By now, every Republican-led move related to women’s health feels like a legislative subtweet directed at feminism and the female body—perhaps a thinly-veiled backlash to the perceived threat on male supremacy, or just a muscle-flexing reminder of the gendered power dynamic behind healthcare policy. (See, for instance, the all-male contingent reveling in the House’s passage of the American Health Care Act, and the Senate’s unveiling of its new healthcare working group of 13 white men.)
In theory, political representation shouldn’t determine political priority: Our elected officials should represent the interests of their constituents regardless of gender. But in reality, the gender of our public servants sets the women’s health agenda, and in the US, men control a filibuster-proof majority.
Full article on VICE
Mount Kilimanjaro stands nearly 20,000 feet above sea level, its snow-capped peaks providing a stark contrast against northern Tanzania’s otherwise equatorial backdrop. As Africa’s tallest mountain, it draws tens of thousands of climbers a year: some of whom reach the summit successfully, many of whom must stop short because of low levels of oxygen in their blood (the peak’s atmospheric pressure offers about half the breathable air as at sea level). The irony, however, is that in Tanzania – and nearly every country in sub-Saharan Africa – you don’t need to climb a mountain to reach an environment with too little oxygen; you just have to walk into a hospital.
Oxygen is one of the most frequently-required medical interventions in the world, yet it remains in critically short supply in low-resource hospitals. The World Health Organization (WHO) estimates that less than half of health facilities in Africa have reliable access to medical-grade oxygen – let alone the trained staff, supplies and infrastructure to deliver it.
Full article on Impatient Optimists
Hariane hadn’t heard the expression “Life is about the journey, not the destination.” To this modest young mother living in rural Zambia, her life, and that of her newborn daughter, was very much about the destination.
“When I was due for delivery, I came to the clinic but there were no nurses or staff there,” Hariane says. We’re sitting in a one-bed labor ward in Zambia’s Southern Province, just out of the earshot of a dozen mothers and newborns waiting for immunizations. “As I walked back to the village, the baby’s head was already coming out. I didn’t know what to do.”
So Hariane gave birth to her daughter, Violet, under a tree next to a narrow dirt road about an hour’s walk from her village. In other words, her childbirth happened on the journey because her destination was out of reach.
Full article on VICE/Tonic
Looking back on a long and storied history of medical breakthroughs, we’re inclined to remember the discoveries that take the form of lifesaving solutions: penicillin, the polio vaccine, radiotherapy, antiretroviral drugs. Our minds turn almost naturally to the game-changing inventions designed to cure or prevent disease; rarely do they conjure up those that sow the seeds of a whole new playing field.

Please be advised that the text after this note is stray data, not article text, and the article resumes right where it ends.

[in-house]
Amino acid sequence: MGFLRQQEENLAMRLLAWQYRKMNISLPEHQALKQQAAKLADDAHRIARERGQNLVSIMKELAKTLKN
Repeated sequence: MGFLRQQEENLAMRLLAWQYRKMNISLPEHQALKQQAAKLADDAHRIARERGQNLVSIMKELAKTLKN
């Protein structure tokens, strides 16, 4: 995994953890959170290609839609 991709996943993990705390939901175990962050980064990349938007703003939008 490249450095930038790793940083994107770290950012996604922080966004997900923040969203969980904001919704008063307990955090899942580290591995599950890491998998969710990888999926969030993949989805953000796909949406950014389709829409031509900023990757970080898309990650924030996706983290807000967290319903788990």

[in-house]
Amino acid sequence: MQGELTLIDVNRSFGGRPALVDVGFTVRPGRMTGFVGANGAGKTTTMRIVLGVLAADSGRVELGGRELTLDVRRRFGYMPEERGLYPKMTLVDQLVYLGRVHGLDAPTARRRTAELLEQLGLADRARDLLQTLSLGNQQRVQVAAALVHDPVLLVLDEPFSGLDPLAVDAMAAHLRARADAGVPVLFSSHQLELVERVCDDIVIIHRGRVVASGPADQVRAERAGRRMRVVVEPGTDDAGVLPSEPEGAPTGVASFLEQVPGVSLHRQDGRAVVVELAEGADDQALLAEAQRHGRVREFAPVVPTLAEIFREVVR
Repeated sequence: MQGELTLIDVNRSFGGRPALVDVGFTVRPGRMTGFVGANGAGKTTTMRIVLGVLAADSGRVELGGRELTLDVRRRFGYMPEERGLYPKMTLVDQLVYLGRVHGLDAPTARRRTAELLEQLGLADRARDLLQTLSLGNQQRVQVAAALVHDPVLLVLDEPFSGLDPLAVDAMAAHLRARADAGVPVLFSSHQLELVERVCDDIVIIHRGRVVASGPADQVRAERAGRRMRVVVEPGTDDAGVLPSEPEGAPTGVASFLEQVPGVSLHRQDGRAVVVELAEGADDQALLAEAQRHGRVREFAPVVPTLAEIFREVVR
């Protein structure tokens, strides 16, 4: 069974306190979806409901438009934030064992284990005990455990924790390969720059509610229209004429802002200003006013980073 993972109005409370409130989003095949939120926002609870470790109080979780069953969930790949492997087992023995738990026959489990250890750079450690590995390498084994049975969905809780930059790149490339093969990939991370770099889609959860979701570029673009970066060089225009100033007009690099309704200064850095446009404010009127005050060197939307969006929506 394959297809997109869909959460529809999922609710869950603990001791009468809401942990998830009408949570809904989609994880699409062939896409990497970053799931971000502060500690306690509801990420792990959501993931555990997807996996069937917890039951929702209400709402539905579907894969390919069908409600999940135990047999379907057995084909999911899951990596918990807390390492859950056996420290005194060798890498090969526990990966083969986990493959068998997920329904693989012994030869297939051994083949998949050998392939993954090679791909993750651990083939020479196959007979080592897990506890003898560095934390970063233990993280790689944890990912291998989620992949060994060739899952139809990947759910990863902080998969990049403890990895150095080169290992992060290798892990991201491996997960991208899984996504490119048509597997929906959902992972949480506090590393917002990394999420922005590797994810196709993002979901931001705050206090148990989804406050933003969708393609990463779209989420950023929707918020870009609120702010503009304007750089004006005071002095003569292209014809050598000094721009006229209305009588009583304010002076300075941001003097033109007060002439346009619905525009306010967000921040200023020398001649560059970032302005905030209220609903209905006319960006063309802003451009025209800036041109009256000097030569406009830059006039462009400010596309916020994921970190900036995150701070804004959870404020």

Such is the story of modern anesthesia, first administered in Boston on this day in 1846. If surgery was the game-changing solution to save or improve lives, anesthesia was the discovery that allowed the game (as we know it) to be played in the first place. And it’s only fitting that we rarely remember its role.
Full article on Huffington Post
Last week, Mashable published a video from an organization called Cordaid that follows a pregnant woman on her way to a maternity clinic in the Democratic Republic of Congo. The video is set in real time, so viewers have the rare opportunity to witness this journey in its entirety. Spoiler alert: it’s five hours long.
The woman, Chanceline, lives 17 miles from the nearest source of healthcare, and because there’s no transportation available to her, she has to make the trek on foot. While pregnant. Across rough terrain. Through a rainstorm. Alone.
Heartbreaking as it may be, Chanceline’s story is commonplace in the DRC. Despite being Africa’s second-largest country by land area and fourth-largest by population, the DRC ranks among the worst when it comes to health and wellbeing.
Full article on Huffington Post
Last month, the world received some encouraging news: Liberia was declared Ebola-free. After a 14-month battle with the virus that claimed nearly 5,000 Liberian lives and brought the country to its knees, the World Health Organization announced that the devastating epidemic was over (Guinea and Sierra Leone, however, are still experiencing new cases).
As Liberia recovered from the outbreak and began the long, uphill process of rebuilding its health system for other ongoing and future health challenges, some of its leaders reflected on what could have been done to prevent the Ebola outbreak. In a New York Times editorial written about a month before the epidemic’s conclusion, Bernice Dahn, Vera Mussah and Cameron Nutt discuss a troubling reality: that European researchers knew about latent Ebola antibodies in Liberian blood samples as long as 30 years ago, positioning Liberia in the Ebola endemic zone. Yet, like many studies conducted by Western researchers, the findings sat atop the proverbial ivory tower, out of reach of the Liberian doctors and policymakers who could have acted to prevent the eventual outbreak.
This disconnect between development research and the communities it studies is an all-too-common trend in an international development community that hosts a Healthcare in Africa Summit in London and discusses poverty reduction strategies fresh off private jets.
Full article on Next Billion